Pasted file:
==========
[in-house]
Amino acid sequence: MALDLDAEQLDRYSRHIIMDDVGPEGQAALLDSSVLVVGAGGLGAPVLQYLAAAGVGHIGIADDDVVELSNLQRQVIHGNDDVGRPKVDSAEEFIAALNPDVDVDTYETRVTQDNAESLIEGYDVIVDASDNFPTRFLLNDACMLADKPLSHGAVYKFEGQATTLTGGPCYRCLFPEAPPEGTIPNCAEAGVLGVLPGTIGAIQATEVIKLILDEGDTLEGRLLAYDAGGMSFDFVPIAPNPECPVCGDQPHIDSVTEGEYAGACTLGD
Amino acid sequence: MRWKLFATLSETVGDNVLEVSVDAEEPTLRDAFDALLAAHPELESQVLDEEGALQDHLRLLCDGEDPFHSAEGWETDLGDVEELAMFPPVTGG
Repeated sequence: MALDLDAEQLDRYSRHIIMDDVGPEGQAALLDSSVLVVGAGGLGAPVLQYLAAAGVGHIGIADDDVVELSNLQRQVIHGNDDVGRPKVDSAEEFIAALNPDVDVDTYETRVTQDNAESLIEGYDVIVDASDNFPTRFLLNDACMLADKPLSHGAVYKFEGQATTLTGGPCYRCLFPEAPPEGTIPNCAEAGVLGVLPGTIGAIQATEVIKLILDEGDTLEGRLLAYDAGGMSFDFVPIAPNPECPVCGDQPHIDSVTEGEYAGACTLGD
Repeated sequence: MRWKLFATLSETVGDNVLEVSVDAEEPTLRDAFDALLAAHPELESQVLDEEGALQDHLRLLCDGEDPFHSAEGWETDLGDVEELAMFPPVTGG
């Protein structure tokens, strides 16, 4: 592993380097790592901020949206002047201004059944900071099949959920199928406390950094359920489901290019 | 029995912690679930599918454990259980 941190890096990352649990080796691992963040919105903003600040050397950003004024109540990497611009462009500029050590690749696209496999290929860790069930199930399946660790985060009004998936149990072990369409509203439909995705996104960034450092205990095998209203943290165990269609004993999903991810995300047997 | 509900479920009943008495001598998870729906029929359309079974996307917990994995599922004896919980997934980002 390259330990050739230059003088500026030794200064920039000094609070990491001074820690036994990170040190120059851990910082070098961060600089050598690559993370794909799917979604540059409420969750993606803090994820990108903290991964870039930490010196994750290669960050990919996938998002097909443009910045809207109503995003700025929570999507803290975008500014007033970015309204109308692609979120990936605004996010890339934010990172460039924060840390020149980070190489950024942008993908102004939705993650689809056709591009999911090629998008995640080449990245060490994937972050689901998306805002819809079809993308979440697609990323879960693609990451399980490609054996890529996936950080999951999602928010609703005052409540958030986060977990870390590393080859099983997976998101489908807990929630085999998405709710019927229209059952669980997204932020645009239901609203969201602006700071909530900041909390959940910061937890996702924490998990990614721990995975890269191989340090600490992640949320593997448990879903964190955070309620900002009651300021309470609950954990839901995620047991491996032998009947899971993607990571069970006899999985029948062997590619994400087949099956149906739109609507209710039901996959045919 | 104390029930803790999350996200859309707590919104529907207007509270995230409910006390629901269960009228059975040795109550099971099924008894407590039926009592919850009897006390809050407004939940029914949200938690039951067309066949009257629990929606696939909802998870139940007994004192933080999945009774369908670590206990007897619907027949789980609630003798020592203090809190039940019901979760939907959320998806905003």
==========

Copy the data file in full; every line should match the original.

[in-house]
Amino acid sequence: MALDLDAEQLDRYSRHIIMDDVGPEGQAALLDSSVLVVGAGGLGAPVLQYLAAAGVGHIGIADDDVVELSNLQRQVIHGNDDVGRPKVDSAEEFIAALNPDVDVDTYETRVTQDNAESLIEGYDVIVDASDNFPTRFLLNDACMLADKPLSHGAVYKFEGQATTLTGGPCYRCLFPEAPPEGTIPNCAEAGVLGVLPGTIGAIQATEVIKLILDEGDTLEGRLLAYDAGGMSFDFVPIAPNPECPVCGDQPHIDSVTEGEYAGACTLGD
Amino acid sequence: MRWKLFATLSETVGDNVLEVSVDAEEPTLRDAFDALLAAHPELESQVLDEEGALQDHLRLLCDGEDPFHSAEGWETDLGDVEELAMFPPVTGG
Repeated sequence: MALDLDAEQLDRYSRHIIMDDVGPEGQAALLDSSVLVVGAGGLGAPVLQYLAAAGVGHIGIADDDVVELSNLQRQVIHGNDDVGRPKVDSAEEFIAALNPDVDVDTYETRVTQDNAESLIEGYDVIVDASDNFPTRFLLNDACMLADKPLSHGAVYKFEGQATTLTGGPCYRCLFPEAPPEGTIPNCAEAGVLGVLPGTIGAIQATEVIKLILDEGDTLEGRLLAYDAGGMSFDFVPIAPNPECPVCGDQPHIDSVTEGEYAGACTLGD
Repeated sequence: MRWKLFATLSETVGDNVLEVSVDAEEPTLRDAFDALLAAHPELESQVLDEEGALQDHLRLLCDGEDPFHSAEGWETDLGDVEELAMFPPVTGG
């Protein structure tokens, strides 16, 4: 592993380097790592901020949206002047201004059944900071099949959920199928406390950094359920489901290019 | 029995912690679930599918454990259980 941190890096990352649990080796691992963040919105903003600040050397950003004024109540990497611009462009500029050590690749696209496999290929860790069930199930399946660790985060009004998936149990072990369409509203439909995705996104960034450092205990095998209203943290165990269609004993999903991810995300047997 | 509900479920009943008495001598998870729906029929359309079974996307917990994995599922004896919980997934980002 390259330990050739230059003088500026030794200064920039000094609070990491001074820690036994990170040190120059851990910082070098961060600089050598690559993370794909799917979604540059409420969750993606803090994820990108903290991964870039930490010196994750290669960050990919996938998002097909443009910045809207109503995003700025929570999507803290975008500014007033970015309204109308692609979120990936605004996010890339934010990172460039924060840390020149980070190489950024942008993908102004939705993650689809056709591009999911090629998008995640080449990245060490994937972050689901998306805002819809079809993308979440697609990323879960693609990451399980490609054996890529996936950080999951999602928010609703005052409540958030986060977990870390590393080859099983997976998101489908807990929630085999998405709710019927229209059952669980997204932020645009239901609203969201602006700071909530900041909390959940910061937890996702924490998990990614721990995975890269191989340090600490992640949320593997448990879903964190955070309620900002009651300021309470609950954990839901995620047991491996032998009947899971993607990571069970006899999985029948062997590619994400087949099956149906739109609507209710039901996959045919 | 104390029930803790999350996200859309707590919104529907207007509270995230409910006390629901269960009228059975040795109550099971099924008894407590039926009592919850009897006390809050407004939940029914949200938690039951067309066949009257629990929606696939909802998870139940007994004192933080999945009774369908670590206990007897619907027949789980609630003798020592203090809190039940019901979760939907959320998806905003």